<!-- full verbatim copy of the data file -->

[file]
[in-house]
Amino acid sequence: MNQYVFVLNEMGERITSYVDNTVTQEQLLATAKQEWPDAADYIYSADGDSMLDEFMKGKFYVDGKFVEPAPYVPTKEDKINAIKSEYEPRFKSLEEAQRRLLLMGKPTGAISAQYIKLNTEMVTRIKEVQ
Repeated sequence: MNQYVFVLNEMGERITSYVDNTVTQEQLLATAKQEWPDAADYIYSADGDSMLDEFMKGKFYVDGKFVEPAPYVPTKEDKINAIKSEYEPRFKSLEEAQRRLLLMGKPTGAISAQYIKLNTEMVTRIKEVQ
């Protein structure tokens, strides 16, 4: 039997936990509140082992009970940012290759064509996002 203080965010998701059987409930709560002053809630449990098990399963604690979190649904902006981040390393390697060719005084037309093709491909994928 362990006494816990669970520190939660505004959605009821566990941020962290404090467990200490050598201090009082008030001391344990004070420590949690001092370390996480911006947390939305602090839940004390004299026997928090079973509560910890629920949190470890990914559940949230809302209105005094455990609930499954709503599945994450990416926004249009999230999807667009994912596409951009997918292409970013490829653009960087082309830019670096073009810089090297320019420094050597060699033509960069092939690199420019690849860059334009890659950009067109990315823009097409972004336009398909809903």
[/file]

[in-house]
Amino acid sequence: MNQYVFVLNEMGERITSYVDNTVTQEQLLATAKQEWPDAADYIYSADGDSMLDEFMKGKFYVDGKFVEPAPYVPTKEDKINAIKSEYEPRFKSLEEAQRRLLLMGKPTGAISAQYIKLNTEMVTRIKEVQ
Repeated sequence: MNQYVFVLNEMGERITSYVDNTVTQEQLLATAKQEWPDAADYIYSADGDSMLDEFMKGKFYVDGKFVEPAPYVPTKEDKINAIKSEYEPRFKSLEEAQRRLLLMGKPTGAISAQYIKLNTEMVTRIKEVQ
């Protein structure tokens, strides 16, 4: 039997936990509140082992009970940012290759064509996002 203080965010998701059987409930709560002053809630449990098990399963604690979190649904902006981040390393390697060719005084037309093709491909994928 362990006494816990669970520190939660505004959605009821566990941020962290404090467990200490050598201090009082008030001391344990004070420590949690001092370390996480911006947390939305602090839940004390004299026997928090079973509560910890629920949190470890990914559940949230809302209105005094455990609930499954709503599945994450990416926004249009999230999807667009994912596409951009997918292409970013490829653009960087082309830019670096073009810089090297320019420094050597060699033509960069092939690199420019690849860059334009890659950009067109990315823009097409972004336009398909809903």